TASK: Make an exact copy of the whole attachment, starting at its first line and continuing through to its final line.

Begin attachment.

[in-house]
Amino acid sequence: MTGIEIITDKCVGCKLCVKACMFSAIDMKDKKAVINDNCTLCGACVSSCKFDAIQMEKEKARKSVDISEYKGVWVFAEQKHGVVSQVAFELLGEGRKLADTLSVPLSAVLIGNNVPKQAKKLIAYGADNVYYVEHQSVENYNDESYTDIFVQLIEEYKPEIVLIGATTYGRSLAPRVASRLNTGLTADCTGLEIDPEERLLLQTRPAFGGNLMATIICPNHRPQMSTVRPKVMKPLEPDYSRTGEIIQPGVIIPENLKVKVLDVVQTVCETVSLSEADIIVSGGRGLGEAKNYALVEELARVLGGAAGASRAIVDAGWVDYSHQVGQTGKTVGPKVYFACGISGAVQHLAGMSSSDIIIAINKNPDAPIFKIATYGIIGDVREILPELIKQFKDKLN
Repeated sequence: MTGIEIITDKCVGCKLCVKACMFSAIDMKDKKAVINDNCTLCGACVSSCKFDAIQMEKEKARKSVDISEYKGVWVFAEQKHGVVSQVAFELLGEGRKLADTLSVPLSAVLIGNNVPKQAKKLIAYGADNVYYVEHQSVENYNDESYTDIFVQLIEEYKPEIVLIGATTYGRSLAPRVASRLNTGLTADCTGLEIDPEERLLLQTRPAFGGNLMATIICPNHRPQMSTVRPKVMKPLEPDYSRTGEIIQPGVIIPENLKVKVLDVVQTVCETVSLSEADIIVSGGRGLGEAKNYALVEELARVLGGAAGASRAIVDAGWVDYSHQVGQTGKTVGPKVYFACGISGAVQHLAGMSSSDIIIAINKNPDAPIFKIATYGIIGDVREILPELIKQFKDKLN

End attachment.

[in-house]
Amino acid sequence: MTGIEIITDKCVGCKLCVKACMFSAIDMKDKKAVINDNCTLCGACVSSCKFDAIQMEKEKARKSVDISEYKGVWVFAEQKHGVVSQVAFELLGEGRKLADTLSVPLSAVLIGNNVPKQAKKLIAYGADNVYYVEHQSVENYNDESYTDIFVQLIEEYKPEIVLIGATTYGRSLAPRVASRLNTGLTADCTGLEIDPEERLLLQTRPAFGGNLMATIICPNHRPQMSTVRPKVMKPLEPDYSRTGEIIQPGVIIPENLKVKVLDVVQTVCETVSLSEADIIVSGGRGLGEAKNYALVEELARVLGGAAGASRAIVDAGWVDYSHQVGQTGKTVGPKVYFACGISGAVQHLAGMSSSDIIIAINKNPDAPIFKIATYGIIGDVREILPELIKQFKDKLN
Repeated sequence: MTGIEIITDKCVGCKLCVKACMFSAIDMKDKKAVINDNCTLCGACVSSCKFDAIQMEKEKARKSVDISEYKGVWVFAEQKHGVVSQVAFELLGEGRKLADTLSVPLSAVLIGNNVPKQAKKLIAYGADNVYYVEHQSVENYNDESYTDIFVQLIEEYKPEIVLIGATTYGRSLAPRVASRLNTGLTADCTGLEIDPEERLLLQTRPAFGGNLMATIICPNHRPQMSTVRPKVMKPLEPDYSRTGEIIQPGVIIPENLKVKVLDVVQTVCETVSLSEADIIVSGGRGLGEAKNYALVEELARVLGGAAGASRAIVDAGWVDYSHQVGQTGKTVGPKVYFACGISGAVQHLAGMSSSDIIIAINKNPDAPIFKIATYGIIGDVREILPELIKQFKDKLN